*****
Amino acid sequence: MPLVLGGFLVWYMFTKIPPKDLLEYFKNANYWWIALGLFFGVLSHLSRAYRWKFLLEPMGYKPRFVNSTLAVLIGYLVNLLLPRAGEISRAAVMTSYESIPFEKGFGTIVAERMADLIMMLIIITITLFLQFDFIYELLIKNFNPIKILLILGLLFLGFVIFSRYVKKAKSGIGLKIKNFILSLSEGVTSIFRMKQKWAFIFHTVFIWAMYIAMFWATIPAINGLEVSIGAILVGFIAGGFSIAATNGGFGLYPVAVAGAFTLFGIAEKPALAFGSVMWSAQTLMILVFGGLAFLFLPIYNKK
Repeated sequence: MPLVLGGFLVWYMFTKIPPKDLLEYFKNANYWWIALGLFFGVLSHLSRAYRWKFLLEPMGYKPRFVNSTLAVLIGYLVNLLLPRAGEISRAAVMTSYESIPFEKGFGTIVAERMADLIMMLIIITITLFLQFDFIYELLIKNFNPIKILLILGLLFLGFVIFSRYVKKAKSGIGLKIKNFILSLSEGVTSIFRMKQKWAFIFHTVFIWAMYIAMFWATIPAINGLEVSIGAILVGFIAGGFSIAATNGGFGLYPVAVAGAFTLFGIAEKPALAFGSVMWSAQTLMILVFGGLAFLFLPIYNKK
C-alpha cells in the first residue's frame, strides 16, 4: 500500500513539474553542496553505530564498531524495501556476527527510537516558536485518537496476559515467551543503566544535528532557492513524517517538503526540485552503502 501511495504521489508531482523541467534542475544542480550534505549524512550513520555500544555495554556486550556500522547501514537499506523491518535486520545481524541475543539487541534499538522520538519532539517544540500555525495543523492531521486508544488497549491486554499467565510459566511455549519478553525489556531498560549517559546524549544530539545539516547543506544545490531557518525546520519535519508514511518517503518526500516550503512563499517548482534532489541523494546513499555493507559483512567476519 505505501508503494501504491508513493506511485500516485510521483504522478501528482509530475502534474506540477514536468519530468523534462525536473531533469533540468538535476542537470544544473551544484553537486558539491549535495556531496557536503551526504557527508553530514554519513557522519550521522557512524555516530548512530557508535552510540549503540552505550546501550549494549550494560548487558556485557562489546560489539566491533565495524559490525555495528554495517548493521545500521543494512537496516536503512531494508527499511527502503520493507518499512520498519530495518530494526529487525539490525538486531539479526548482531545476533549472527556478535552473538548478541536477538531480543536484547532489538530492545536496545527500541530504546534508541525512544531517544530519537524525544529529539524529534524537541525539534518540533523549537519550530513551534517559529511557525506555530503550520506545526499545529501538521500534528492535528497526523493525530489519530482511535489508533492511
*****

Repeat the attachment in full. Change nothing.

Amino acid sequence: MPLVLGGFLVWYMFTKIPPKDLLEYFKNANYWWIALGLFFGVLSHLSRAYRWKFLLEPMGYKPRFVNSTLAVLIGYLVNLLLPRAGEISRAAVMTSYESIPFEKGFGTIVAERMADLIMMLIIITITLFLQFDFIYELLIKNFNPIKILLILGLLFLGFVIFSRYVKKAKSGIGLKIKNFILSLSEGVTSIFRMKQKWAFIFHTVFIWAMYIAMFWATIPAINGLEVSIGAILVGFIAGGFSIAATNGGFGLYPVAVAGAFTLFGIAEKPALAFGSVMWSAQTLMILVFGGLAFLFLPIYNKK
Repeated sequence: MPLVLGGFLVWYMFTKIPPKDLLEYFKNANYWWIALGLFFGVLSHLSRAYRWKFLLEPMGYKPRFVNSTLAVLIGYLVNLLLPRAGEISRAAVMTSYESIPFEKGFGTIVAERMADLIMMLIIITITLFLQFDFIYELLIKNFNPIKILLILGLLFLGFVIFSRYVKKAKSGIGLKIKNFILSLSEGVTSIFRMKQKWAFIFHTVFIWAMYIAMFWATIPAINGLEVSIGAILVGFIAGGFSIAATNGGFGLYPVAVAGAFTLFGIAEKPALAFGSVMWSAQTLMILVFGGLAFLFLPIYNKK
C-alpha cells in the first residue's frame, strides 16, 4: 500500500513539474553542496553505530564498531524495501556476527527510537516558536485518537496476559515467551543503566544535528532557492513524517517538503526540485552503502 501511495504521489508531482523541467534542475544542480550534505549524512550513520555500544555495554556486550556500522547501514537499506523491518535486520545481524541475543539487541534499538522520538519532539517544540500555525495543523492531521486508544488497549491486554499467565510459566511455549519478553525489556531498560549517559546524549544530539545539516547543506544545490531557518525546520519535519508514511518517503518526500516550503512563499517548482534532489541523494546513499555493507559483512567476519 505505501508503494501504491508513493506511485500516485510521483504522478501528482509530475502534474506540477514536468519530468523534462525536473531533469533540468538535476542537470544544473551544484553537486558539491549535495556531496557536503551526504557527508553530514554519513557522519550521522557512524555516530548512530557508535552510540549503540552505550546501550549494549550494560548487558556485557562489546560489539566491533565495524559490525555495528554495517548493521545500521543494512537496516536503512531494508527499511527502503520493507518499512520498519530495518530494526529487525539490525538486531539479526548482531545476533549472527556478535552473538548478541536477538531480543536484547532489538530492545536496545527500541530504546534508541525512544531517544530519537524525544529529539524529534524537541525539534518540533523549537519550530513551534517559529511557525506555530503550520506545526499545529501538521500534528492535528497526523493525530489519530482511535489508533492511